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Eyebrows

Blanche knocks over her makeup case and an eyebrow pencil rolls out. Or, what’s left of it, a red stub barely longer than its matching cap, with a black tip inside. She swiped it from her parents’ dresser twenty years ago, after Momma killed herself. Each time Blanche buys a new beauty case, the first thing she transfers from the old one is this little red pencil. She pushes it down to the bottom, where no one else can see it.

Back then, when no one knew anyone who went to a salon to do their eyebrows, Blanche’s mother used to pencil in her brows twice a day. She would lean in towards the bathroom mirror, her rounded stomach pushed up against the sink, her head tilted down, to see past her glasses. Jet black curves, standing out against Momma’s deep brown skin. Twice a day, morning and night.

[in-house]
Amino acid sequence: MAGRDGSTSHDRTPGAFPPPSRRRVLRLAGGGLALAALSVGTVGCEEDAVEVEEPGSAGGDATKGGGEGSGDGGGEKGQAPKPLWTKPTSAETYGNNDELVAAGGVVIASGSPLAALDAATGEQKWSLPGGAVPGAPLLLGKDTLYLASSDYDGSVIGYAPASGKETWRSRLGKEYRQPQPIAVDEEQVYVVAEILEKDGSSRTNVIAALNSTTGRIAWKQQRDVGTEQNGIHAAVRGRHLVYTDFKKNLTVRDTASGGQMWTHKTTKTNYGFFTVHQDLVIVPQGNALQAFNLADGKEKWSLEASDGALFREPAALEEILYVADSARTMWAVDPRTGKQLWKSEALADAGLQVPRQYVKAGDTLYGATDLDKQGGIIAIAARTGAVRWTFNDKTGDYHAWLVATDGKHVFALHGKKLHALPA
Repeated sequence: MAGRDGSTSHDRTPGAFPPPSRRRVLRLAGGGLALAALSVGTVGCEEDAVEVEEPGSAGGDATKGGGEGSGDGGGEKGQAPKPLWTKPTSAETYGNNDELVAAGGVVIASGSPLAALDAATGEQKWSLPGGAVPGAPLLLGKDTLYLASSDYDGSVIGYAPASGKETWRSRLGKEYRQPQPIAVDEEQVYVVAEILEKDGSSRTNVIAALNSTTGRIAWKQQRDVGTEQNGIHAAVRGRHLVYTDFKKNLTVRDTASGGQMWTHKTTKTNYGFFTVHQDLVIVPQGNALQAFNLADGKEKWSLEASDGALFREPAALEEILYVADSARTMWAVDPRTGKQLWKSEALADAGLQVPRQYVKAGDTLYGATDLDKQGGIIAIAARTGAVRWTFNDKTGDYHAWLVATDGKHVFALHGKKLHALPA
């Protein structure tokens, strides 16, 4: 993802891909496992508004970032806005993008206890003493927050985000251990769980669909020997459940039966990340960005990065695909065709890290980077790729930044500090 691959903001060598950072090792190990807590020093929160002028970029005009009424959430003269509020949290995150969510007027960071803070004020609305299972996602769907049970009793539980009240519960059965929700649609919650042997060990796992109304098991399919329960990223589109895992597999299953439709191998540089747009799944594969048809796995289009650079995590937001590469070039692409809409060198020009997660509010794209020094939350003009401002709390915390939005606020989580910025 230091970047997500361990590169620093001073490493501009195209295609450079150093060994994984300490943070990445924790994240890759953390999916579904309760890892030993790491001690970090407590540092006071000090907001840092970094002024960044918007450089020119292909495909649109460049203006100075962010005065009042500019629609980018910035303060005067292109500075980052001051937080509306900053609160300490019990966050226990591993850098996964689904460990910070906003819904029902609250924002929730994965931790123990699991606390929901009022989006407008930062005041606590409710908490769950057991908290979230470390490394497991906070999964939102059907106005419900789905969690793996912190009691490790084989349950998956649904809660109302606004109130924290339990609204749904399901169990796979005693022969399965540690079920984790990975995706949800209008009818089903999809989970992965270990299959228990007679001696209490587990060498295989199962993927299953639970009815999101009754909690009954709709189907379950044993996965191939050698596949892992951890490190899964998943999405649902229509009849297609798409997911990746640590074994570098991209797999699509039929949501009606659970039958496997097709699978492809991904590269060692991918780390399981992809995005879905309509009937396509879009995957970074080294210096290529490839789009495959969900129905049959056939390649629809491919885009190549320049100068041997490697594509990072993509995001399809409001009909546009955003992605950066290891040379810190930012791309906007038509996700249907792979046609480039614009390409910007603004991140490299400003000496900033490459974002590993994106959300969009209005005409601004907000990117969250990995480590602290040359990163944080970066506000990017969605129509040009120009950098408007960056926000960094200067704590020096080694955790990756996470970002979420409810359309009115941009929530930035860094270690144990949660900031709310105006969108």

“Why do you draw your eyebrows before going to bed?” Blanche asked her mother one night. She stood close to her, watching their reflections in the mirror, so close that Momma’s elbow brushed the top of Blanche’s braids.

“Because I want to be beautiful in my sleep” Momma replied. “What would happen if I had an important dream and didn’t have my eyebrows on, hmm?” Blanche nodded solemnly at the thought, leaning her ear against her mother’s hip and listening for signs of life inside her belly. Did the baby inside already know how to talk?

After the new baby grew into a beautiful little girl and then died, Momma sometimes forgot to pencil in her brows, leaving the delicate arcs over her huge, black eyes exposed. Blanche would look down, embarrassed by the sight of her mother’s grief, undressed.

Momma’s face was bare when they pulled her out of the water. In the last moments alone with her body, Blanche took the brow pencil out of her pocket and drew.

Blanche picks up the stub, now, holds it flat against her cheek, then rolls it against the side of her growing belly. Then she shoves it back into the makeup case, where no one else can see it.


Flash Fiction by Charmaine Wilkerson

Published in Summer 2017

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